The blossoms

On a black vegetable and

The olive wood burning in the plate

Are the simple events

That I’ll wake to this evening.

At dark, we’ll walk out along

The shore having finished

Another day of exile in a wet place.

As a boy I burned

Leaves in the many gardens

Of a cemetery in Rome.

I wrote in my diary:

A blue vessel

Is filling out in the rain. All day,

Here, the water falls and is not broken,

But it punishes me like the girls

With their clubs and bowl

Flattening the new maize,

Millet, and the narrow tubers

Of yam

That are white like hill snow.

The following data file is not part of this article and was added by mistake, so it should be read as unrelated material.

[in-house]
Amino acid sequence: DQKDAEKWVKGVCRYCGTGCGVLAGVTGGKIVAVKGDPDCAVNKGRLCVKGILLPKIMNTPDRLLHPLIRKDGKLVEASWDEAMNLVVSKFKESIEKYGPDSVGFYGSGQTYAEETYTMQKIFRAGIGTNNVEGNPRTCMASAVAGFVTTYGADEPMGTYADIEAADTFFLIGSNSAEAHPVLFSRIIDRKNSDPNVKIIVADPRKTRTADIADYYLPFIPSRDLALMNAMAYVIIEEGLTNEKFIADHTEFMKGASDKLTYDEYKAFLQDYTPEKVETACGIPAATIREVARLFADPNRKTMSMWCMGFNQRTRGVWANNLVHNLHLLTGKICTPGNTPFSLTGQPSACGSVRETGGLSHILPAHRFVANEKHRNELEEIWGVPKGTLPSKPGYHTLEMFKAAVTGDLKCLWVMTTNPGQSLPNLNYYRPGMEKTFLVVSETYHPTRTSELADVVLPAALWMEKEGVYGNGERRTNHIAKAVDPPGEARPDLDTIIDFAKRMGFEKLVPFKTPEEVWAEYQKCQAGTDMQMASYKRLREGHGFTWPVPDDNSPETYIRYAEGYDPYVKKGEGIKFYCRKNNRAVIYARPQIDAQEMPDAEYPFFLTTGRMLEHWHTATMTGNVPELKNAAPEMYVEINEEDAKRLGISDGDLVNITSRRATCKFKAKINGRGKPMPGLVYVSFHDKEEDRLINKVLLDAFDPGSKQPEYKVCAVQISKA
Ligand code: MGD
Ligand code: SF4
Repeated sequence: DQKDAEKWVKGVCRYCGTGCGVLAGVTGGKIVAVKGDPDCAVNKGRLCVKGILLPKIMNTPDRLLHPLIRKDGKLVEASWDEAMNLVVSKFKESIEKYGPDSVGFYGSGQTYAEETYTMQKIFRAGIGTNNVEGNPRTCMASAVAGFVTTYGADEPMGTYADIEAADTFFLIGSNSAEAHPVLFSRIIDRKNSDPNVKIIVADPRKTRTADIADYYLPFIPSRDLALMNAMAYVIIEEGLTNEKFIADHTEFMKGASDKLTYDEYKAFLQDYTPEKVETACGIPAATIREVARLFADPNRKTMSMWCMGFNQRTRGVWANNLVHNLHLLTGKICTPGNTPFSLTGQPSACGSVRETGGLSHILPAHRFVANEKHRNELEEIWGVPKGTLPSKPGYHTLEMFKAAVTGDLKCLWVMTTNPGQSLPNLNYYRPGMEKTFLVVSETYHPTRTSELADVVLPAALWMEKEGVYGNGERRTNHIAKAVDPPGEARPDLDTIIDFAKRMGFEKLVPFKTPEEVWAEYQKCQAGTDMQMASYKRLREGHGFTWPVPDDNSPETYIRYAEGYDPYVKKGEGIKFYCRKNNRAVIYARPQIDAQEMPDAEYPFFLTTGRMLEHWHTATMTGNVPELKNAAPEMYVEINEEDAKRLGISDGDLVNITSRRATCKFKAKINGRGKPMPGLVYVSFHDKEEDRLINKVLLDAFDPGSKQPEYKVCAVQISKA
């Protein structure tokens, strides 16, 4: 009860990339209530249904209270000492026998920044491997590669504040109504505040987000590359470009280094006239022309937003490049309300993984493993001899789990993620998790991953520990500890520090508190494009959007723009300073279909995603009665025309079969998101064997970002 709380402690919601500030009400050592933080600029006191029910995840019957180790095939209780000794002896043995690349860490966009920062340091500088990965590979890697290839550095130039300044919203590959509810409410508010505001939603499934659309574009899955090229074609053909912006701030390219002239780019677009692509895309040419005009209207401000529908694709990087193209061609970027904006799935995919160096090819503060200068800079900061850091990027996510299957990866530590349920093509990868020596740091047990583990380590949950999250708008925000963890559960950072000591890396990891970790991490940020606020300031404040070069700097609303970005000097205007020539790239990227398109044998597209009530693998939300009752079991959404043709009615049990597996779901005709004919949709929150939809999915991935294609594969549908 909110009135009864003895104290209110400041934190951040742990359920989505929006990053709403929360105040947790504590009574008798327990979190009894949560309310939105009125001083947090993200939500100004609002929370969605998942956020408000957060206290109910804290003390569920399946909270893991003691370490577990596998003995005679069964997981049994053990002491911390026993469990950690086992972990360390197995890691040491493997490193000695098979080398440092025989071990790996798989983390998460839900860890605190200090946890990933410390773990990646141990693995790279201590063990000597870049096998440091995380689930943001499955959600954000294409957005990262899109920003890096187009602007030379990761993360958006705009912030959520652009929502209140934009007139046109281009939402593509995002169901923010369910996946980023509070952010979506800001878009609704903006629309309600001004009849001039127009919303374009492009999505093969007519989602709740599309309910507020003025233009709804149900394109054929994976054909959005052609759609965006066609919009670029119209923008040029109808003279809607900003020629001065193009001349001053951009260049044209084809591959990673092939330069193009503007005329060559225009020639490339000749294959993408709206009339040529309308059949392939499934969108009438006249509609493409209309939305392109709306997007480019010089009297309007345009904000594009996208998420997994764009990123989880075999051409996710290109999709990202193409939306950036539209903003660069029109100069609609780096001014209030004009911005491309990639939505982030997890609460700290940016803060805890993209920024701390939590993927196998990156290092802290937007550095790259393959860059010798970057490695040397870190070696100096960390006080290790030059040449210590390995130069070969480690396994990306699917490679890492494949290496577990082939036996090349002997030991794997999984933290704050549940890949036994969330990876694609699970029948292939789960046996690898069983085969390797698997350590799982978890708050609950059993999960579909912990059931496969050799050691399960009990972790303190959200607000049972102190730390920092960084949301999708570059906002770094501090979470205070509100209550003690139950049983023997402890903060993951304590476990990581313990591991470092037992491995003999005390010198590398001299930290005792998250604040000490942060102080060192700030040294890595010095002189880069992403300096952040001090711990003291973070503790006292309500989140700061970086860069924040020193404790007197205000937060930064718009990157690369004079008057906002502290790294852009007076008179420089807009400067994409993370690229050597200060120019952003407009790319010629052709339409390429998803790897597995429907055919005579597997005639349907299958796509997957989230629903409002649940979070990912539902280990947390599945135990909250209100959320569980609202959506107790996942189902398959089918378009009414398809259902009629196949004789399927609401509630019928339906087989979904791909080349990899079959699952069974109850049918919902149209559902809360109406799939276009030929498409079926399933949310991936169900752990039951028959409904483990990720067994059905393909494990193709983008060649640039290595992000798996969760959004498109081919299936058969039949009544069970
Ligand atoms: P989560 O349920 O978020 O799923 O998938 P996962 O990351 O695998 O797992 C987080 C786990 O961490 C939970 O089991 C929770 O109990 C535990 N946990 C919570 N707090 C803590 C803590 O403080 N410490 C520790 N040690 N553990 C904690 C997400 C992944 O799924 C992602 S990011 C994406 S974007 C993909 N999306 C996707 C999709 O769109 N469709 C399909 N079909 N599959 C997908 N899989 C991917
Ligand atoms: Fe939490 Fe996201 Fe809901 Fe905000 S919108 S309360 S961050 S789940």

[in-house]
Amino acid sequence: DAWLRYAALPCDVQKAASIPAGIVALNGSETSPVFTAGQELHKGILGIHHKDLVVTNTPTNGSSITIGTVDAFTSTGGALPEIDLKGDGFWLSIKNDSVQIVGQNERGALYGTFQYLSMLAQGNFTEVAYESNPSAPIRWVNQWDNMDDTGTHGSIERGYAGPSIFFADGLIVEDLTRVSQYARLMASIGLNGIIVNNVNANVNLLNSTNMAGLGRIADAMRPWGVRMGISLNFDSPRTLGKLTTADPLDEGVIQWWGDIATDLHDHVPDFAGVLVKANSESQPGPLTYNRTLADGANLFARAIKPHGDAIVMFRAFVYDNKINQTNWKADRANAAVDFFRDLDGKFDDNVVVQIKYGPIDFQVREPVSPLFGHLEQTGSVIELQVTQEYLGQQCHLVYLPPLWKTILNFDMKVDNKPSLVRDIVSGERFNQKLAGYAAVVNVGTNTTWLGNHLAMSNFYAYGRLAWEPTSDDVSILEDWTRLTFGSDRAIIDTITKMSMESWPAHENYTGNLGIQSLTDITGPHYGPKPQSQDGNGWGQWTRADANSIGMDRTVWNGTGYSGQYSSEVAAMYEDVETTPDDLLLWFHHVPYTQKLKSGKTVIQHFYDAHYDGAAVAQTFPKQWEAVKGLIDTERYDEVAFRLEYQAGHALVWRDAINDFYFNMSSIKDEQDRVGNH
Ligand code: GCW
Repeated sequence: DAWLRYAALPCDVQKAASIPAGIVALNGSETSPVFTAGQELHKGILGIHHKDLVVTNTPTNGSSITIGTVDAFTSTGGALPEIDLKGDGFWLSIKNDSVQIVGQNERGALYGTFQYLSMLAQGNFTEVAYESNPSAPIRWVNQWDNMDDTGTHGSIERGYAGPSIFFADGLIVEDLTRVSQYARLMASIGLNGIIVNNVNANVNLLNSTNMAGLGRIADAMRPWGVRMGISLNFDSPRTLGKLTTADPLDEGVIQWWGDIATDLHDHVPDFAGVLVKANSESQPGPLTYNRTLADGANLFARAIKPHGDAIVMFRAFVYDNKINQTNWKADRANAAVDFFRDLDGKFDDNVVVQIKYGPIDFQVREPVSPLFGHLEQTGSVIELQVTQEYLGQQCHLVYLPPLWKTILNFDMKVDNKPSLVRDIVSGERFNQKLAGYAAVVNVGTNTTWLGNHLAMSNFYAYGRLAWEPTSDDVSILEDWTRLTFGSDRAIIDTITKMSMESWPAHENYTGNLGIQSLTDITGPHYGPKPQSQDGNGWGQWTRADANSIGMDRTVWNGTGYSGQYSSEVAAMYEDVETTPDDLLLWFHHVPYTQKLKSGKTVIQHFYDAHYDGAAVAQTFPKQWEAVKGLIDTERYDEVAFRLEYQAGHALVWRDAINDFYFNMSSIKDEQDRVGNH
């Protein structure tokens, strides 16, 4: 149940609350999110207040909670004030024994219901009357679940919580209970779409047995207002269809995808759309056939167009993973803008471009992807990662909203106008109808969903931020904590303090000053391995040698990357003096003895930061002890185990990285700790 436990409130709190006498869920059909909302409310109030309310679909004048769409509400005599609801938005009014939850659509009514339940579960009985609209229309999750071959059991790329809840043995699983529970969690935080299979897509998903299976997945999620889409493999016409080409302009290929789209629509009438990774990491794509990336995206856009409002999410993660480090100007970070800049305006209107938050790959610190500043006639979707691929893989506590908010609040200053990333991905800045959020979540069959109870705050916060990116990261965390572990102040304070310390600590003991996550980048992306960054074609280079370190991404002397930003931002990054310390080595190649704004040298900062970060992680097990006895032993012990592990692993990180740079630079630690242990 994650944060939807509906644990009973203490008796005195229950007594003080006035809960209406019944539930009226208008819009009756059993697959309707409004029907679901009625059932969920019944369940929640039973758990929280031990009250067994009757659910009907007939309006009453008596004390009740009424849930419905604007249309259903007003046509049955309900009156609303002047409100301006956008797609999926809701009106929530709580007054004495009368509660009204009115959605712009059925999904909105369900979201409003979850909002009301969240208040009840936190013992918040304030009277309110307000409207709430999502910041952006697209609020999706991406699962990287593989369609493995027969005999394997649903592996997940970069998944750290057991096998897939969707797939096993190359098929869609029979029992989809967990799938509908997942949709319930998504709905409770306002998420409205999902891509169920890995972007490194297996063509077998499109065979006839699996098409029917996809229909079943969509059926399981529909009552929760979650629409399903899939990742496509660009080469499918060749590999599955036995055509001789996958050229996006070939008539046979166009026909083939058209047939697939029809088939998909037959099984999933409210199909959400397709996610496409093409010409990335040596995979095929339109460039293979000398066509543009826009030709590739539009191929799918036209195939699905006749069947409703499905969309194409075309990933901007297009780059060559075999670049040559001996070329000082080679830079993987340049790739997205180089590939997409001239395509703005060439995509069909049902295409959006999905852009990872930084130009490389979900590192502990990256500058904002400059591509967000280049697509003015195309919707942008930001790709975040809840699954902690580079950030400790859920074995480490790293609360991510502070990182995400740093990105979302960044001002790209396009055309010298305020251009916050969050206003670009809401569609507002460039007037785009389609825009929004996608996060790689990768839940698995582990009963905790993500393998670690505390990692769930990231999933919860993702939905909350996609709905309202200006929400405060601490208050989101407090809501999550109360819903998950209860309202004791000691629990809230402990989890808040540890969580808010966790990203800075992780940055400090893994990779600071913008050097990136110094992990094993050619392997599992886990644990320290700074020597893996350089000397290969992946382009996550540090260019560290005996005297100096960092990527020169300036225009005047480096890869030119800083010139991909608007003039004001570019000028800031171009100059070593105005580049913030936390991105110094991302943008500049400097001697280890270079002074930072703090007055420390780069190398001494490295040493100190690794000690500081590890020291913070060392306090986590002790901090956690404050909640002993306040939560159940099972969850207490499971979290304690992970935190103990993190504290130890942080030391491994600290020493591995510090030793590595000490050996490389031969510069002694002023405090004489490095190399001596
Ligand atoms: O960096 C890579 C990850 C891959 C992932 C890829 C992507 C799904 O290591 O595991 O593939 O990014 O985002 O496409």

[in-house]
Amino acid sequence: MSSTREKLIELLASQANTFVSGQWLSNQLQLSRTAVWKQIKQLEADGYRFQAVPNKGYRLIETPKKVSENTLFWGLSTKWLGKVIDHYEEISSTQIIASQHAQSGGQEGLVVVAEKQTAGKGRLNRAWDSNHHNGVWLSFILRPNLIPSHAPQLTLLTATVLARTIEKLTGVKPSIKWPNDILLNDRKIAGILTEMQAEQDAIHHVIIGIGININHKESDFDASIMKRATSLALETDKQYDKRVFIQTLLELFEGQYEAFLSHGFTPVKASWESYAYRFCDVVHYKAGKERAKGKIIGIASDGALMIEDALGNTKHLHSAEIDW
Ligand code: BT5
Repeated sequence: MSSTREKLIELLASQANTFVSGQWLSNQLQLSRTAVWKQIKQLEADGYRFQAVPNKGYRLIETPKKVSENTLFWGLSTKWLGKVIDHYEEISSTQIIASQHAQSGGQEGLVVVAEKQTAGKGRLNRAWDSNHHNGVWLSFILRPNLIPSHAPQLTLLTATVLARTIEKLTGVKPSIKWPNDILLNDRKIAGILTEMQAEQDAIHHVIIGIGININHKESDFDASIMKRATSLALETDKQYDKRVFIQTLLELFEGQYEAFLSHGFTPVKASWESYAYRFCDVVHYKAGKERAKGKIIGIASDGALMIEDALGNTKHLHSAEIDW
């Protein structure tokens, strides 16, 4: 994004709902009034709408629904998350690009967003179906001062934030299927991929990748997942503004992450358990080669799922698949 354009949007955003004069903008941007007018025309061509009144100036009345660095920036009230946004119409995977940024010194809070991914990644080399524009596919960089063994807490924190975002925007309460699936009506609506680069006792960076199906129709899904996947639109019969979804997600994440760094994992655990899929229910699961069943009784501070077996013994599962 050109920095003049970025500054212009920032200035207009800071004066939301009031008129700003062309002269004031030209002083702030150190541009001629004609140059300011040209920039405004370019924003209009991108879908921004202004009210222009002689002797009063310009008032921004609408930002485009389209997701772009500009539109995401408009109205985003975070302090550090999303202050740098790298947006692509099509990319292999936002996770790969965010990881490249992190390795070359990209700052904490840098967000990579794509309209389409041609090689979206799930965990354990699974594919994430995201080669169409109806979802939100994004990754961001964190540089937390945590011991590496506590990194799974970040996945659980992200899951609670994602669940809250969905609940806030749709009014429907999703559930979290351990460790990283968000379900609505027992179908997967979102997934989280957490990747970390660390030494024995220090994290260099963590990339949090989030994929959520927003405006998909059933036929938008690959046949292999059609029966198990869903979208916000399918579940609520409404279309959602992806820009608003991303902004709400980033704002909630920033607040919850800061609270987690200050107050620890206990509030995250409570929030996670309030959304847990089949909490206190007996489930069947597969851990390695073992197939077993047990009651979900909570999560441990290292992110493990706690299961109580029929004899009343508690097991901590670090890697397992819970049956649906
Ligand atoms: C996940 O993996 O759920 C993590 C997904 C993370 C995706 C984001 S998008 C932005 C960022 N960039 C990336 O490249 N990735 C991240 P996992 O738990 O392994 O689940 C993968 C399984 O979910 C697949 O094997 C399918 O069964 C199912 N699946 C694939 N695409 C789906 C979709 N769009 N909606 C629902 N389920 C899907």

You do not yet realize that the speaker of poem is Ovid, in exile, attended by a servant he envies, admires, and hates, who, a page and a half later, is told he must “fuel the terra-cotta lamp / And gather the cress and hidden eggs / Of the Ibis” when Ovid is dead, but of course the poem isn’t really about Ovid: it’s about a situation, a dailyness that surpasses the weary dailyness of most dailyness-based poems. Are these lines great? Well, the sense of line is great. The sense of real things somehow more real than the things around me, given with range that is held so it is tight but still vibrating, a heavy kite by which you deduce these must be very heavy winds, and somehow my thin wrists are up to it—it makes my poems feel smaller than they should, as though I do not take on the real good variety of utterance and world. I would like to. To see poem and line, book and poem, intelligence and artfulness as more wildly aligned. As they are in the great poems of Norman Dubie.